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Strumpet City

About the Book

Published by Gill and Macmillan, Strumpet City depicts a pivotal event in Irish social history – the mass lockout of trade unionists by employers in 1913 – and has a wonderfully memorable cast of characters – not least the city itself. One reviewer commented – “if Ulysses is Dublin’s odyssey, Strumpet City is Dublin’s epic”. The same reviewer is of the opinion that if anyone is seeking the Great Irish Novel – they need look no further.

James Plunkett commented that the novel ‘is a picture of Dublin in the seven years 1907 to 1914. Against the backdrop of social agitation, it is about the attitudes of various strata of society—from Dublin Castle and people of property down to the destitute poor and the outcasts. Joyce wrote about the moderately middle class, and O’Casey about the slums of the period. I was concerned with finding a form in which all the elements could fit.’

From the destitution of Rashers Tierney to the solid, aspirant respectability of Fitz and Mary, the priestly life of Father O’Connor, and the upper-class world of Yearling and the Bradshaws, it paints a portrait of a city of stark contrasts, with an urban working class mired in vicious poverty.

Strumpet City is the great, sweeping Irish historical novel of the 20th century.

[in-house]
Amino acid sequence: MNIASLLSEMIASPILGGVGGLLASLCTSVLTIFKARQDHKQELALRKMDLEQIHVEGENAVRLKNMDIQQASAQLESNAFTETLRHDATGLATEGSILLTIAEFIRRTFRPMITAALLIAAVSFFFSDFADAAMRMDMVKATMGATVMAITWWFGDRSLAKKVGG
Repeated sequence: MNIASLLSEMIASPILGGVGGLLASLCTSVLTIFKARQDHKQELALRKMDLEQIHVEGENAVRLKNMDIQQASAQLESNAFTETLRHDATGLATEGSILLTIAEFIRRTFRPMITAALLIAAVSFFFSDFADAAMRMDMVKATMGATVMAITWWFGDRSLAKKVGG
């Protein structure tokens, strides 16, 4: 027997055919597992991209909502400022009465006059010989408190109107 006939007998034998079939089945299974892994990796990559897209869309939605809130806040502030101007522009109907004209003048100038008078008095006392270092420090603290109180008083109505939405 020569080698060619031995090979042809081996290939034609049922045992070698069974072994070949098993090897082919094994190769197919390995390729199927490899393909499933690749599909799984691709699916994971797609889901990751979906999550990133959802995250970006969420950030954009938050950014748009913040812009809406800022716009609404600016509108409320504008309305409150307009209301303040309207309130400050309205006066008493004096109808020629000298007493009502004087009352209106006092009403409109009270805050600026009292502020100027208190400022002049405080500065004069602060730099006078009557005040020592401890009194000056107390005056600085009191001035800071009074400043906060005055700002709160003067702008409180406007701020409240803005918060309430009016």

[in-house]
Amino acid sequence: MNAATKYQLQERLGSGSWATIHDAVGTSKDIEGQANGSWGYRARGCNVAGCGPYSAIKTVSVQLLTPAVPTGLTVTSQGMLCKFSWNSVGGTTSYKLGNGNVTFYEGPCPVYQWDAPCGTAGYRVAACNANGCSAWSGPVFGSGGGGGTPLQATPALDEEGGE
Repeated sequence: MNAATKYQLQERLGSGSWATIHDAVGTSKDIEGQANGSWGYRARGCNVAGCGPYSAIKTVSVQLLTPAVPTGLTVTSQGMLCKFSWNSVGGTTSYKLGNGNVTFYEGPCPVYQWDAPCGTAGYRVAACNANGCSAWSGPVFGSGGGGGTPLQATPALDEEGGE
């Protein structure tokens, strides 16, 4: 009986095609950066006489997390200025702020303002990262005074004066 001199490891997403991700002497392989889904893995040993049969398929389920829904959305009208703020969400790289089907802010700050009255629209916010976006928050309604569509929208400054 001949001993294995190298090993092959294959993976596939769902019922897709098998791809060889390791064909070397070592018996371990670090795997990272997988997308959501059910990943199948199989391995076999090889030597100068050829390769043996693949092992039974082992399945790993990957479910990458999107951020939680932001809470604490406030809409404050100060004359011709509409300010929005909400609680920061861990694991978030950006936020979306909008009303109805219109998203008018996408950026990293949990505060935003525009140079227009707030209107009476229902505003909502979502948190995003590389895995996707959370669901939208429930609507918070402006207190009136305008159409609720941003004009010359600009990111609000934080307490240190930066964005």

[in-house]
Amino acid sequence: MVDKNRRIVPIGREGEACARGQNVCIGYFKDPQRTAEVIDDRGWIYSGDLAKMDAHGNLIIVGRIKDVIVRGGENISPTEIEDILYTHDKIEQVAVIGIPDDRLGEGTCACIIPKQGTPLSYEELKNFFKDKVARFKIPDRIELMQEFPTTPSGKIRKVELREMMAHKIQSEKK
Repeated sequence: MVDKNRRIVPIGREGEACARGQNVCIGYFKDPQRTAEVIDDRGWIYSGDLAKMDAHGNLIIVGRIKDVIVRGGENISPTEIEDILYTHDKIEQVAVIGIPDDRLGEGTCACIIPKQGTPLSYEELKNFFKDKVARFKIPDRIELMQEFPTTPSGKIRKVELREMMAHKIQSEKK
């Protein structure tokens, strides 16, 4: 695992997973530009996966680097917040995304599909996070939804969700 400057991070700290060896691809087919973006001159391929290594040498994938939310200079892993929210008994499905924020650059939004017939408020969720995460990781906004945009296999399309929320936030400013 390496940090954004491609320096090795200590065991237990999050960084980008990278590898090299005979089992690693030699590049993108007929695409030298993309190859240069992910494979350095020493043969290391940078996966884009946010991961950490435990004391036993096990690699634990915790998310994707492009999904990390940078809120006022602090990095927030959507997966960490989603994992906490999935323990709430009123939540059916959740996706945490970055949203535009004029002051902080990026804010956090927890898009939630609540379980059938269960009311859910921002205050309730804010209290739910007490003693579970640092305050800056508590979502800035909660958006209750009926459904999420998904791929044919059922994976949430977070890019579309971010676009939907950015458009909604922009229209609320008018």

About the Author

James Plunkett Kelly was born in Sandymount in Dublin in 1920 and was educated by the Christian Brothers at Synge Street. He began writing short stories as James Plunkett in the 1940s, many of which were published in The Bell.

First published in 1969 while Plunkett was working as a producer at Radio Telefís Éireann, Strumpet City is acknowledged as his masterpiece. It was later made into a popular television series starring Peter O’Toole, Bryan Murray, Donal McCann, Cyril Cusack and David Kelly.

Plunkett drew on his city centre working-class background as well as his experience in the labour movement as inspiration for the book. While working as a clerk in the Gas Company, he became active in the Workers’ Union of Ireland. In 1946 he became branch and staff secretary and worked under Jim Larkin until Larkin’s death in 1947.

Plunkett also wrote three radio plays, including Big Jim, also set in the 1913 Lockout in Dublin. It provided the basis of the stage play The Risen People, produced by the Abbey Theatre in 1958. He died in 2003.

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